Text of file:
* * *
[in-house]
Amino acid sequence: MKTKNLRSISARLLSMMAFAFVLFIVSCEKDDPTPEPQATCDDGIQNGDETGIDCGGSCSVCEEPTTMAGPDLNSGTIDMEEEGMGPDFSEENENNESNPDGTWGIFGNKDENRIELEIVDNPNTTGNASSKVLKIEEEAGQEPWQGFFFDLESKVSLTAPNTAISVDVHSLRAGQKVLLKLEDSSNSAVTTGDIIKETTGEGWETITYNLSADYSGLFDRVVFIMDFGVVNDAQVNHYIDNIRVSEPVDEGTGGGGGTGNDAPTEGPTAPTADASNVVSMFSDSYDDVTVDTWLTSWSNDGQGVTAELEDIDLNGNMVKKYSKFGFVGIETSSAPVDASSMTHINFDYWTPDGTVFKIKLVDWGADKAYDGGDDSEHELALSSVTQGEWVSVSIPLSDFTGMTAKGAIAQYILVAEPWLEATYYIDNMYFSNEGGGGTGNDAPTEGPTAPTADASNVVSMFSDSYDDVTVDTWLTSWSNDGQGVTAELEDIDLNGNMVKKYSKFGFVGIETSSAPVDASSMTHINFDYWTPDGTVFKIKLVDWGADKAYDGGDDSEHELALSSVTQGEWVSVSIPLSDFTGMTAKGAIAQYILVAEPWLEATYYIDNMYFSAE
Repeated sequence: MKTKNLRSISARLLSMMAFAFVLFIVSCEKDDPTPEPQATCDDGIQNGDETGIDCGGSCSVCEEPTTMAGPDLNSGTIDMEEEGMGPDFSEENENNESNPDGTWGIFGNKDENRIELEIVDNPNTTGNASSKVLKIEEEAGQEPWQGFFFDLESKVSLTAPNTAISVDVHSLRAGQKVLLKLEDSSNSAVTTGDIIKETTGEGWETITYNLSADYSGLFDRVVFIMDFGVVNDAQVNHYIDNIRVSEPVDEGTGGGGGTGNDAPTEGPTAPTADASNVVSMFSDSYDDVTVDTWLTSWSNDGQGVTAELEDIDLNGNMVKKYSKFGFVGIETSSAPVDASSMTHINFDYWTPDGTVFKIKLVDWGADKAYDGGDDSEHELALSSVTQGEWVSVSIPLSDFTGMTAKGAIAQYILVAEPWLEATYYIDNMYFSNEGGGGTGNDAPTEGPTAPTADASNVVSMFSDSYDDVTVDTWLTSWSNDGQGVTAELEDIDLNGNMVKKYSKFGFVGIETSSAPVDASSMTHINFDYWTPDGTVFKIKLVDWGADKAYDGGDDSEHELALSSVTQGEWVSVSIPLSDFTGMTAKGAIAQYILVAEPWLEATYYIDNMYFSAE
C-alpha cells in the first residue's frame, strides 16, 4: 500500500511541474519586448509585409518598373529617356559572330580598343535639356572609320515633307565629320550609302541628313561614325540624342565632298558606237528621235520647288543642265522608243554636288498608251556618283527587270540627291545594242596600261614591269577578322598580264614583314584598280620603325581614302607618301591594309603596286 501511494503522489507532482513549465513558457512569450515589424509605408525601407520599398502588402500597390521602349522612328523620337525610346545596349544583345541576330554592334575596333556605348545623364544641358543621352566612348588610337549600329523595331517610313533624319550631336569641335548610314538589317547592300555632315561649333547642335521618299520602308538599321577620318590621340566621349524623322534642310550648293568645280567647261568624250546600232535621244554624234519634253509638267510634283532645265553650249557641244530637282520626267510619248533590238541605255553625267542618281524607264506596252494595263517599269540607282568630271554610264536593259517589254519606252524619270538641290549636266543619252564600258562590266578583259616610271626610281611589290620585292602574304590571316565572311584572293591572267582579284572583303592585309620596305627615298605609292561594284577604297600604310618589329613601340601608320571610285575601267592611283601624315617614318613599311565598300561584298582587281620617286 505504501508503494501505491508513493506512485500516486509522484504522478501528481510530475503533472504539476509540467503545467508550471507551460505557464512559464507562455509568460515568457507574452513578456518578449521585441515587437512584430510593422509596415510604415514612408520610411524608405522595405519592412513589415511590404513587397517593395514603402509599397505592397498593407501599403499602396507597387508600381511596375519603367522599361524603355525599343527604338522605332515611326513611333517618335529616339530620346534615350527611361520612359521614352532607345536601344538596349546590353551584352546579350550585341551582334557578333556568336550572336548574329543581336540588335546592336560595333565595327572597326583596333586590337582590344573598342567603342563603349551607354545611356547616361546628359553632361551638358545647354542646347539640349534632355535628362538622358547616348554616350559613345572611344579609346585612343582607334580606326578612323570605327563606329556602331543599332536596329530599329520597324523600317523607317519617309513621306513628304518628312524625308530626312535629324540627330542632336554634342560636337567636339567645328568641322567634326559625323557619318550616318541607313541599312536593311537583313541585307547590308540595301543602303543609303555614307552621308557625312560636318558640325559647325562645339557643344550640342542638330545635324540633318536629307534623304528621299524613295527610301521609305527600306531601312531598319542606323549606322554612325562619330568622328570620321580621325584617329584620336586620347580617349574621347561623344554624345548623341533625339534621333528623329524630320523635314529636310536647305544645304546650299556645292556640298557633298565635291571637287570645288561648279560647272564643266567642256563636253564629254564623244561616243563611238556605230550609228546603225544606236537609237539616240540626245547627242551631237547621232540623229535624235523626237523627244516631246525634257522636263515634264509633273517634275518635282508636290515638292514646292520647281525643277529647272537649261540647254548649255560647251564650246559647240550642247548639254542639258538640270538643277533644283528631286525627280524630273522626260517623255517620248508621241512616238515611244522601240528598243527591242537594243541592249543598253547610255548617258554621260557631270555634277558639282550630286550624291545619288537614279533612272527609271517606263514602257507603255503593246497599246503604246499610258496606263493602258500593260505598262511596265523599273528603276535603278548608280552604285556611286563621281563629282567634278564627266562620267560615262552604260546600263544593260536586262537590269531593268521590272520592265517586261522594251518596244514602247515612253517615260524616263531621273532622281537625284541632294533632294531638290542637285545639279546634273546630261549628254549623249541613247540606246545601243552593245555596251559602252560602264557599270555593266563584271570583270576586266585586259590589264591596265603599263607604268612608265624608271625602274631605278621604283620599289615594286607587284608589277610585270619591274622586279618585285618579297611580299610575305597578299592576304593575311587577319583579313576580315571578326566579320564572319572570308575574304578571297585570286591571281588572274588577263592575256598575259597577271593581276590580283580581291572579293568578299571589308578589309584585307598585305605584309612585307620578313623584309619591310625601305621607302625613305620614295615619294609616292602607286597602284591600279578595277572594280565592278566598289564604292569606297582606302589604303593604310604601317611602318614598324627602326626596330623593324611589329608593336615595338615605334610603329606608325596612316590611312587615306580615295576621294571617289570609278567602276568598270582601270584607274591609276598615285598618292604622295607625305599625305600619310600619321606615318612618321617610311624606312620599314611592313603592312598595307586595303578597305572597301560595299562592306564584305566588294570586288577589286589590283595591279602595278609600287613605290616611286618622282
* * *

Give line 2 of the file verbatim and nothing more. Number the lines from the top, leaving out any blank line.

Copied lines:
Amino acid sequence: MKTKNLRSISARLLSMMAFAFVLFIVSCEKDDPTPEPQATCDDGIQNGDETGIDCGGSCSVCEEPTTMAGPDLNSGTIDMEEEGMGPDFSEENENNESNPDGTWGIFGNKDENRIELEIVDNPNTTGNASSKVLKIEEEAGQEPWQGFFFDLESKVSLTAPNTAISVDVHSLRAGQKVLLKLEDSSNSAVTTGDIIKETTGEGWETITYNLSADYSGLFDRVVFIMDFGVVNDAQVNHYIDNIRVSEPVDEGTGGGGGTGNDAPTEGPTAPTADASNVVSMFSDSYDDVTVDTWLTSWSNDGQGVTAELEDIDLNGNMVKKYSKFGFVGIETSSAPVDASSMTHINFDYWTPDGTVFKIKLVDWGADKAYDGGDDSEHELALSSVTQGEWVSVSIPLSDFTGMTAKGAIAQYILVAEPWLEATYYIDNMYFSNEGGGGTGNDAPTEGPTAPTADASNVVSMFSDSYDDVTVDTWLTSWSNDGQGVTAELEDIDLNGNMVKKYSKFGFVGIETSSAPVDASSMTHINFDYWTPDGTVFKIKLVDWGADKAYDGGDDSEHELALSSVTQGEWVSVSIPLSDFTGMTAKGAIAQYILVAEPWLEATYYIDNMYFSAE